Mr. Dewey also derides HISD for providing students with college-educated Math tutors. "HISD is soliciting anyone with Math skills and a degree to be an Apollo 20 tutor," he comments via twitter. "They get rid of teachers for this."
The schools need to get better, and educated tutors in Math should help.
A recent study commissioned by HISD indicated that only seven percent of our Hispanic ninth-graders eventually earn a college degree within four years of leaving high school. This may not apply to students at Carnegie Vanguard, but its a crisis that does not surprise those of us who teach in Houston's neighborhood schools.
School improvement is our issue, because administrators want schools to look better on paper, but they are unwilling to support teachers by raising academic standards, freeing us to give honest grades, enforcing discipline, removing oppositional students and limiting time investment in test preparation.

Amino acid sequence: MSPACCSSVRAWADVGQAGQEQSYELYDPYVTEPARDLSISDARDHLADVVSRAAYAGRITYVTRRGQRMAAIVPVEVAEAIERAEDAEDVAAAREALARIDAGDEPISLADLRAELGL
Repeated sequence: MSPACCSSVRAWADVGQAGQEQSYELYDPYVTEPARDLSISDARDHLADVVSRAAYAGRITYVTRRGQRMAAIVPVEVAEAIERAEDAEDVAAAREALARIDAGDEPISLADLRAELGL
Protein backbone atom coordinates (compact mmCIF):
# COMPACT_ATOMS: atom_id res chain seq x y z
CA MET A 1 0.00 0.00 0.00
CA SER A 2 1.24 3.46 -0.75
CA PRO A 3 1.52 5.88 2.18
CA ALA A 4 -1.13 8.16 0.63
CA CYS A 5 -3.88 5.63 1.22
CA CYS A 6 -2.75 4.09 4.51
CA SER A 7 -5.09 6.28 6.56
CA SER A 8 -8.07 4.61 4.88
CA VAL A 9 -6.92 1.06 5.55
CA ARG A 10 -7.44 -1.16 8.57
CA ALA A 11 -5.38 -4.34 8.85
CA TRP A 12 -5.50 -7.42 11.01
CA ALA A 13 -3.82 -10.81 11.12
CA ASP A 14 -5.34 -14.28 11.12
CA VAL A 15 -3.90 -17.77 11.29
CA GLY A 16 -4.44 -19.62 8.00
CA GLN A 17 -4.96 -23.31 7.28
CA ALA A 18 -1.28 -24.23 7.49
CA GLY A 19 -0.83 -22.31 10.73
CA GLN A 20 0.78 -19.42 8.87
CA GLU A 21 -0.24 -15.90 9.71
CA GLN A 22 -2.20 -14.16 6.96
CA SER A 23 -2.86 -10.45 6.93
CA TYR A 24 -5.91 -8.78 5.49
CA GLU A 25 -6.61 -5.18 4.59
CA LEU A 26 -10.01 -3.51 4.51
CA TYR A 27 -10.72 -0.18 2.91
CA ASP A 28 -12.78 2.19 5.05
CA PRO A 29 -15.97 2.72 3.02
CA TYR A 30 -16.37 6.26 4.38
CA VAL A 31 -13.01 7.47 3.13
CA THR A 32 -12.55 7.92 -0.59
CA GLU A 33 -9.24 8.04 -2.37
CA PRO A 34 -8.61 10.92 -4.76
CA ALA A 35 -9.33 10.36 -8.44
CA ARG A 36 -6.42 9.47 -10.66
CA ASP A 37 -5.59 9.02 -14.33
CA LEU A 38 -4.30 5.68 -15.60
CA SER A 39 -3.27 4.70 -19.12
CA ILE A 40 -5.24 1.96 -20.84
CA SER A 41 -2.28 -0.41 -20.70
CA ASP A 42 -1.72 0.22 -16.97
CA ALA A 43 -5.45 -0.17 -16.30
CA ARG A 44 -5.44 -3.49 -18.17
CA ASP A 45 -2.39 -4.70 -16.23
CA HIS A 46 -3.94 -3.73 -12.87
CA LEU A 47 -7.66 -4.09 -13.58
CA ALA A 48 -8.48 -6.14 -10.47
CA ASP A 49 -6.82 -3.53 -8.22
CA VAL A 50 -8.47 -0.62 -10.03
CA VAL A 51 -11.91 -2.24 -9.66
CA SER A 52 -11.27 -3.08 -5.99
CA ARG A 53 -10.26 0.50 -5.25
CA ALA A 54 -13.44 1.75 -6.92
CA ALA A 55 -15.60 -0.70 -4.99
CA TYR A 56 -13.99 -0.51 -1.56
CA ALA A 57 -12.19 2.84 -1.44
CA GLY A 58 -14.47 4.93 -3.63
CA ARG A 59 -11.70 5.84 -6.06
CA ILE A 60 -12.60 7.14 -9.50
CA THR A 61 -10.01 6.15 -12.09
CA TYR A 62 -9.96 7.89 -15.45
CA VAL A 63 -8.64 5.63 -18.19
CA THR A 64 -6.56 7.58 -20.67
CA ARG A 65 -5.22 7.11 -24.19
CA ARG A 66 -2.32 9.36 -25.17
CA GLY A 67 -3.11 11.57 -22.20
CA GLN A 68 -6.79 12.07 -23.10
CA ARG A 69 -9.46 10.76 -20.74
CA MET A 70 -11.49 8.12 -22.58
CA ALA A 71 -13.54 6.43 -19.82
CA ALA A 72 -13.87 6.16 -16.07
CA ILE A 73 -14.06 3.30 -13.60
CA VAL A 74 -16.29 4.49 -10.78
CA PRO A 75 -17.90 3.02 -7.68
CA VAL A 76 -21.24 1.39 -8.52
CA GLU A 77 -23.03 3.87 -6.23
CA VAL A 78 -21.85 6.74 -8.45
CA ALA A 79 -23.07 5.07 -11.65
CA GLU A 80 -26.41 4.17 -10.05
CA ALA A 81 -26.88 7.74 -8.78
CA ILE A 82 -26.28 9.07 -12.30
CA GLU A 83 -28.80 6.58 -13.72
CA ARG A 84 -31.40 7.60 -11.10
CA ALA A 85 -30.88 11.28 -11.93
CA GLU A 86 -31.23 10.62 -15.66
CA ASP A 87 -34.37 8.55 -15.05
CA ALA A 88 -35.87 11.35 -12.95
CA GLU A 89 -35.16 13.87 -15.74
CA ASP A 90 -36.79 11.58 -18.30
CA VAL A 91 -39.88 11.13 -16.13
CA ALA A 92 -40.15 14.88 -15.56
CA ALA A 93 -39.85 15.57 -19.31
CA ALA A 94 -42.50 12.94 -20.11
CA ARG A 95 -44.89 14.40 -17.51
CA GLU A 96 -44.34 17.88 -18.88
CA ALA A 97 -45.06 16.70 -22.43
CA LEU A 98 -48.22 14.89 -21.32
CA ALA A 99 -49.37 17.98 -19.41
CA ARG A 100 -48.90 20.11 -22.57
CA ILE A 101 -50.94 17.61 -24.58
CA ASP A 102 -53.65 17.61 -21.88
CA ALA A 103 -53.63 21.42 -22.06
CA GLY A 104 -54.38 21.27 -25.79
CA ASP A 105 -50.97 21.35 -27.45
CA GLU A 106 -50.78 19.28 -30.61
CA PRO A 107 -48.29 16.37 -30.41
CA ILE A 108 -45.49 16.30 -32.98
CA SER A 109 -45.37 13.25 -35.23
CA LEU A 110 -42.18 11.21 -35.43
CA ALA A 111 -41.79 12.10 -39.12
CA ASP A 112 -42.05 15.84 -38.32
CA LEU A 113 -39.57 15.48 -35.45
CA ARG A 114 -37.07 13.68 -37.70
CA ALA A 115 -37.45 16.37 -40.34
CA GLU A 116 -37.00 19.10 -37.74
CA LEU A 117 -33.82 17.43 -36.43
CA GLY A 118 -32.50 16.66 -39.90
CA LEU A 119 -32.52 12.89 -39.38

As for students who absolutely reject going to college, we need to stop pretending they are, and blaming teachers when they do not; and Gayle Fallon has a creative idea: reinvest in high-quality vocational education. The Houston Community College (HCC) already has an infrastructure of programs from computer technicians to nursing. Team up with HCC on vocational education the way we have in creating the early colleges.
Historically, teachers used to have two kinds of organizations to choose from: impolite unions that went on strike, protested and conducted sick-outs and work slowdowns over wages and benefits; and professional associations seeking deferentially to lift the professional status of teachers and promote conditions for mission accomplishment.
Today, pay is up, respect is down, and we need militant union tactics to achieve professional goals.
This opinion article was written by an independent writer. The opinions and views expressed herein are those of the author and are not necessarily intended to reflect those of DigitalJournal.com